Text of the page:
Mouth Cancer: Description, Symptoms, Stages, Causes, Risk Factors, Diagnosis, Treatment, Panorama and Prevention

It occurs mainly after age 40, and the risk is more than double in men than in women.


Mouth cancer, or oral cancer, can occur anywhere in the mouth, on the tongue’s surface, lips, inside the cheek, on the gums, on the roof and floor of the mouth, on the tonsils, and in the salivary glands.

It is a type of cancer similar to the head and neck and is often treated in the same way.


Oral cancer can appear as an injury or tumor anywhere in the mouth.

There are often no signs or symptoms in the early stages, but smokers and heavy drinkers should undergo regular check-ups with the dentist, as they can identify early signs.

Signs and symptoms include:

  • Patches on the mouth or tongue lining, usually red or red and white.
  • Ulcers or sores in the mouth that do not heal.
  • Swelling that lasts more than three weeks.
  • A lump or thickening of the skin or lining of the mouth.
  • Pain when swallowing
  • Loose teeth for no apparent reason.
  • Poorly adjusted prostheses.
  • Pain in the jaw or stiffness.
  • Sore throat.
  • The sensation that something is stuck in the throat.
  • Pain in the tongue
  • Hoarsely.
  • Pain in the neck or in the ear that does not go away.

Having these symptoms does not mean that a person has mouth cancer, but it is worth consulting a doctor.



Cancer states are often labeled according to their severity.

Stage 1: The tumor is less than 1 inch wide and has not reached nearby lymph nodes.

Stage 2: The tumor measures 1 to 2 inches and has not reached nearby lymph nodes.

Stage 3: The tumor is more than 2 inches wide but has not spread or has spread to a nearby lymph node on the same side of the neck as the tumor, and the lymph node is no more than 1 inch wide.

Stage 4: cancer affects tissues around the mouth, lips, and possibly nearby lymph nodes, or it has spread to the rest of the body.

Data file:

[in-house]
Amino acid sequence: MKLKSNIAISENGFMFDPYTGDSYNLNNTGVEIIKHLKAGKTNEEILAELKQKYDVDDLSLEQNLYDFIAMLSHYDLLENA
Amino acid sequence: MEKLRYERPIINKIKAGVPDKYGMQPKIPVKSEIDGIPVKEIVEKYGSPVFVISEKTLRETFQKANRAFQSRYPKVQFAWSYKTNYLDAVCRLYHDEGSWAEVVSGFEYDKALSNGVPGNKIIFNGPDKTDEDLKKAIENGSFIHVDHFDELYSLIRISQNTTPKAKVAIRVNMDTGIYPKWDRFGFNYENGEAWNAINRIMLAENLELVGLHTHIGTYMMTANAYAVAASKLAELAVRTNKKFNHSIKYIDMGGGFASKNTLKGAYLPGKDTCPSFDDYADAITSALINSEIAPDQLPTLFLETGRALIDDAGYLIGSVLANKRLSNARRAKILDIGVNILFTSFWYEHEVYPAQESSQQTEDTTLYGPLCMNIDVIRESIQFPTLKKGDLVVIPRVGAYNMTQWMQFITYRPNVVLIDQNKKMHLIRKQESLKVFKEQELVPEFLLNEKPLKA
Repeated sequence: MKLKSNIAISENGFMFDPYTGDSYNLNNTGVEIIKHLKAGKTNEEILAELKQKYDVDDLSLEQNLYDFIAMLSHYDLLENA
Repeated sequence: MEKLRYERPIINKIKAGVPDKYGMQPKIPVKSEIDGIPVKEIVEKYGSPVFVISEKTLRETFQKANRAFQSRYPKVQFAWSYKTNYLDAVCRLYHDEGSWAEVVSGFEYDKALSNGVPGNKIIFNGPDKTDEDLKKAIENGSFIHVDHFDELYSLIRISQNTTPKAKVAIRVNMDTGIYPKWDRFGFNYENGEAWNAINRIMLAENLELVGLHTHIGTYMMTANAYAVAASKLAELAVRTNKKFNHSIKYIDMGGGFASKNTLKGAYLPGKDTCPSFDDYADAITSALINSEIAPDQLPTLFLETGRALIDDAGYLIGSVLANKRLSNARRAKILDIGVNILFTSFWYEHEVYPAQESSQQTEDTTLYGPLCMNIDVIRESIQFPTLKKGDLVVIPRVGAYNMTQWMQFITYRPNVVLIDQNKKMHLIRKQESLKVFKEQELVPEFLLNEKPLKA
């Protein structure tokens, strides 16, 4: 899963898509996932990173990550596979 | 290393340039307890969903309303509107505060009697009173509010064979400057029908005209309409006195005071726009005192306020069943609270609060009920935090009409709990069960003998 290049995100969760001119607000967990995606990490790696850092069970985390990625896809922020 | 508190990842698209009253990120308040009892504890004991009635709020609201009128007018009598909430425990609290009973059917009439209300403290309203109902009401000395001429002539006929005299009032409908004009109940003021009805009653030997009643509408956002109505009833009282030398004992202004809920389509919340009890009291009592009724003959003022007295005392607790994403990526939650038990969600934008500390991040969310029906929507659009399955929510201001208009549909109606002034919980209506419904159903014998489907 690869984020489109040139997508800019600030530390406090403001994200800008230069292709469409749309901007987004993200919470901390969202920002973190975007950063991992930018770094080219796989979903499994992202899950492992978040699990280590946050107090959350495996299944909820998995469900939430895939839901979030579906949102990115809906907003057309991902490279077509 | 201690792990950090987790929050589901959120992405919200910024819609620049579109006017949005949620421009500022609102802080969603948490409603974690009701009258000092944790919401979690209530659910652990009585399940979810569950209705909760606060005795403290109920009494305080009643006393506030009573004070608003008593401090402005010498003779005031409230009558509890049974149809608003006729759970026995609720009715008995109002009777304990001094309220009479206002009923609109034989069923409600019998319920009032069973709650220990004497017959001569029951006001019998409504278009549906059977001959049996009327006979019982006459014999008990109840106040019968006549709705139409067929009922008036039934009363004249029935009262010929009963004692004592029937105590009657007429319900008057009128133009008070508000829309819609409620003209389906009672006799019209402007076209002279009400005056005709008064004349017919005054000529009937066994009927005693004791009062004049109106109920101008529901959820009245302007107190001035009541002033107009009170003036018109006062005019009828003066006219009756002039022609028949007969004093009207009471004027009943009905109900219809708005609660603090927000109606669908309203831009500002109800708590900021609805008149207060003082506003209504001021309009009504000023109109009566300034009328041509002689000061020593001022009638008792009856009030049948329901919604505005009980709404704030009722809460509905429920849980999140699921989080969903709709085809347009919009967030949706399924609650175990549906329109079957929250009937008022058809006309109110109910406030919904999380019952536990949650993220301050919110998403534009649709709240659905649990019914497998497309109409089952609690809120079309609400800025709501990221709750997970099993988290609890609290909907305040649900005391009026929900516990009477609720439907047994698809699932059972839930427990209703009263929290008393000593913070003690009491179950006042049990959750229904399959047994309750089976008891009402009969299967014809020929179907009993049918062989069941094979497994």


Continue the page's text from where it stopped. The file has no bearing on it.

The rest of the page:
The cancer stage dictates how it is treated and the likelihood of recovery.


Cancer occurs when a genetic mutation orders cells to grow out of control. If left untreated, oral cancer will begin in one part of the mouth and then spread to other parts of the mouth, head and neck, and the rest of the body.

Mouth cancers usually start in the squamous cells lining the lips and inside the mouth. This is called squamous cell carcinoma.

The exact cause of the mutations is unknown, but there is evidence that certain risk factors increase the chances of developing mouth cancer.

Risk factor’s

Smoking is a significant risk factor for mouth cancer.

The consumption of tobacco and alcohol are prominent risk factors for mouth cancer.

Smokers are three times more likely than non-smokers to develop mouth cancer, and people who smoke and drink alcohol have up to 30 times more risk than those who do not smoke or drink.

Other risk factors include:

  • Exposure to ultraviolet rays on the lips, sun, sunlamps, or sunbeds.
  • A diet is rich in red meat, processed meat, and fried foods.
  • Disease Gastroesophageal reflux (GERD).
  • VPN.
  • Radiation therapy or previous radiotherapy in the head, neck, or both.
  • Regularly chew betel nuts, a widespread habit in some parts of Southeast Asia.
  • Exposure to certain chemicals, especially asbestos, sulfuric acid, and formaldehyde.

The National Health Service of the United Kingdom points out a “small possibility” that broken or jagged teeth increase the risk of mouth cancer. They encourage people to follow good oral and dental hygiene practices, including regular brushing, to reduce the risk.


The dentist may be the first to detect signs of cancer in the mouth.

A biopsy can be done, in which a small sample of tissue is taken to reveal cancer cells. Sometimes a “brush biopsy” is used at the beginning; This is where the cells are collected without pain by brushing them to the side.

If mouth cancer is diagnosed, the next task is to determine the stage of the tumor.

The tests include:

Endoscopy: where an endoscope illuminated by the patient’s throat is passed to see how far cancer has spread.

Imaging tests include x-rays, computerized tomography (CT), and magnetic resonance imaging (MRI). Cancer staging will inform treatment options and help predict prognosis.


Treatment depends on the location and stage of cancer and the patient’s general health and personal preferences. A combination of treatments may be necessary.